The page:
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Lactate-avid regulatory T cells: metabolic plasticity controls immunosuppression in tumour microenvironment

The excellent article by Watson et al.1 points the way ahead to the important role of lactic acid/lactate- anion and glucose on the immunosuppressive activity of lactate- and glucose-affine metabolically distinct subsets of regulatory T (Treg) cells within the tumour microenvironment (TME) (Fig. 1).

Fig. 1
figure1

Effects of glycolysis-derived extracellular lactic acid on the plasticity of regulatory T (Treg) cells. To maintain energy homoeostasis, tumour cells have an enhanced glycolytic flux. Glucose import is mediated by an overexpression of GLUT1/3 transporters under normoxic (Warburg effect) and hypoxic (anaerobic glycolysis) conditions. Especially under hypoxia glucose is metabolized via phosphoenolpyruvate (PEP) into pyruvate by glycolysis and does not enter the tricarboxylic acid (TCA, Krebs) cycle and undergoes oxidative phosphorylation (OxPhos). Pyruvate is converted into lactate anion (Lactate-) and gets imported/exported via MCT1/4 symporters. High extracellular lactate- levels contribute to an acidification (pH <6.9) of the tumour microenvironment (TME), stimulate the expression of the immune checkpoint inhibitor ligand PDL1 on tumour cells, and serve as a fuel for lactate-avid Treg cells. Lactate-avid Treg cells express higher numbers (associated with a higher activity) of the lactate importer MCT1, show an enhanced lactate dehydrogenase A (LDHA) activity, and immunosuppressive capacity compared to glucose-avid Treg cells. In this simplified scheme only transporters and enzymes relevant for the highlight report are illustrated. (GLUT1/3 glucose-transporter 1/3, LDHA lactate dehydrogenase A, MCT1/4 lactate importer/exporter, OxPhos oxidative phosphorylation, PEP, phosphoenolpyruvate, PDL1 immune checkpoint inhibitor ligand of PD-1, TCA tricarboxylic acid, TME tumour microenvironment.)

The glycolytic (Warburg) phenotype observed in 70–80% of human cancers which develops early in carcinogenesis without mitochondrial dysfunction, is a major component of a metabolic reprogramming (aerobic glycolysis) that enables a survival benefit in many solid tumours. Among many other processes, the Warburg effect accelerates glycolytic fluxes, rapidly produces adequate amounts of ATP, inhibits entry of pyruvate into mitochondria and leads to a tremendous accumulation of the oncometabolite lactate inside the tumour and in the tumour microenvironment (TME).2 High extracellular lactate (lactate- anion) levels allow the cancer cells to escape from protective anti-tumour immune responses and support immunosuppressive mechanisms. Due to an immature, chaotic microvasculature most solid tumours are hypoxic and hypoxia-inducible factor (HIF)-driven downstream transcription factors, including adenosine (up to 100 µM), vascular endothelial growth factor (VEGF), VEGF-receptor (VEGFR) and lactate (up to 40 mM) are further supporting these immunosuppressive activities.2 Extracellular acidosis (pH <6.9) induced by increased lactic acid levels1 as a consequence of an upregulated glycolysis impairs monocyte differentiation and antigen presentation via epigenetic reprogramming, inhibits the activity of CD8+ cytotoxic T cells and NK cells and recruits immunosuppressive cells including M2 macrophages, N2 tumour-associated neutrophils, myeloid-derived suppressor cells (MDSCs) and Treg cells to the acidic TME. Indoleamine-2,3-dioxygenase in Treg cells converts tryptophan to kynurenine and thereby activates stress responses.3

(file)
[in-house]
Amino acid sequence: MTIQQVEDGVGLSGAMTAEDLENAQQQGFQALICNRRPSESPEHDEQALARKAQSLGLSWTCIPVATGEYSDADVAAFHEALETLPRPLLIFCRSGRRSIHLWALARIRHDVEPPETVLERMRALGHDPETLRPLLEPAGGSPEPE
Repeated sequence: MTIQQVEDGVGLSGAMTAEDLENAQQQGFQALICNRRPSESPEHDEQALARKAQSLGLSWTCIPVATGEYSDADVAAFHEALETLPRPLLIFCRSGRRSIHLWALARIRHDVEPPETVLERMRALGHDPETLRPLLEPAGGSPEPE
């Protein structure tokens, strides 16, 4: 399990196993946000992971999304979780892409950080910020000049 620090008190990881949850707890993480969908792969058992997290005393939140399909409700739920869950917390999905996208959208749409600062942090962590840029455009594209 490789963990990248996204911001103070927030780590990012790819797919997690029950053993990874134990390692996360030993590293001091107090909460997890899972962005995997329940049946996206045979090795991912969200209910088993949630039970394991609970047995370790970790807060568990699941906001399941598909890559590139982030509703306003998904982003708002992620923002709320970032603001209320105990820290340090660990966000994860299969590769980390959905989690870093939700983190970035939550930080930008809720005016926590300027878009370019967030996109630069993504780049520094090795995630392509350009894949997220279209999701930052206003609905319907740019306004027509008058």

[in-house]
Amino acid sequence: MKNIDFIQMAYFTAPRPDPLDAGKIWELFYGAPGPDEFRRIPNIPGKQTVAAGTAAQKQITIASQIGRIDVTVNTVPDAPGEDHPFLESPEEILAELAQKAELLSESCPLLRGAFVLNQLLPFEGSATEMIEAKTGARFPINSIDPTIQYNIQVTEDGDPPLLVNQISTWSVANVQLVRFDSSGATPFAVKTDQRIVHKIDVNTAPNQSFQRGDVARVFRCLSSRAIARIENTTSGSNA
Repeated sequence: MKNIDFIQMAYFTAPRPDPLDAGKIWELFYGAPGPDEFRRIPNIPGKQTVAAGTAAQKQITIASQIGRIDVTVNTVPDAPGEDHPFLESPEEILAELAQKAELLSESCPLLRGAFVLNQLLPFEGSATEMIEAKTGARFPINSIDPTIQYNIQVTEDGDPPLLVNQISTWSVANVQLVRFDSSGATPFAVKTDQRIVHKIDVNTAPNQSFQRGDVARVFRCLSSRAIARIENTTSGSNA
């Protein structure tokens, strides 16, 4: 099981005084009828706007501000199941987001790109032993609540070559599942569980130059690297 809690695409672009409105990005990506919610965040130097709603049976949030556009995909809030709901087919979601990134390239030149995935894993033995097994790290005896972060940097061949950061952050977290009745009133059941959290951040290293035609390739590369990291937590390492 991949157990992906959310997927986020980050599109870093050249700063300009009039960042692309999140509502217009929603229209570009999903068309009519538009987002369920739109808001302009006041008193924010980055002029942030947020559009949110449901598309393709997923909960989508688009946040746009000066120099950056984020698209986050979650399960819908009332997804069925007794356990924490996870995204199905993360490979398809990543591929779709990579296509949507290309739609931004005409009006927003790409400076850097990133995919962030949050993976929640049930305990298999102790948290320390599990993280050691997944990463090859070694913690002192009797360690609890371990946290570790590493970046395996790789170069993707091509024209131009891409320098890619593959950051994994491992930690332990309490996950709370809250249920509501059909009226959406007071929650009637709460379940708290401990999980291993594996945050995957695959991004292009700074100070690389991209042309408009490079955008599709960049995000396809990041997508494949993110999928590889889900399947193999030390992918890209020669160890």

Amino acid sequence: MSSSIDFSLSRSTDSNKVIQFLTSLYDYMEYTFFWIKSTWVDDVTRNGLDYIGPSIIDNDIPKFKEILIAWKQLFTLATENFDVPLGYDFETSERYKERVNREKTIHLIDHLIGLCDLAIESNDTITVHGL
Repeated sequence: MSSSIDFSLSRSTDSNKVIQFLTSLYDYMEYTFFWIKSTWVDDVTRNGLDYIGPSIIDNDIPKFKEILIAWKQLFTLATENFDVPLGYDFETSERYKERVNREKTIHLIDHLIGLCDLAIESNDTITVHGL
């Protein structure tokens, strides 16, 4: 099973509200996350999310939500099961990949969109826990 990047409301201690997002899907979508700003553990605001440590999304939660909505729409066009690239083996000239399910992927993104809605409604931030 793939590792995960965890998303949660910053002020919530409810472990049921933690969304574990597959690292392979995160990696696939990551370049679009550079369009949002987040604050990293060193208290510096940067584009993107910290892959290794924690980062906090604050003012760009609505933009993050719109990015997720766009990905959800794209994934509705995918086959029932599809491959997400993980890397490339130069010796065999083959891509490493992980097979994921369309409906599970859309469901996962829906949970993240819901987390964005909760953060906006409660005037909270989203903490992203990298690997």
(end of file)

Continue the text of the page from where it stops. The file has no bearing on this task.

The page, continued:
In healthy individuals, Treg cells which were previously characterized as a homogenous cell population expressing CD4+, CD25+ and Forkhead box P3 (FoxP3+) are intimately involved in the regulation of the peripheral self-tolerance and thereby avoid autoimmunity. In tumour patients, however, Treg cells foster immune tolerance by impairing protective anti-cancer immune responses.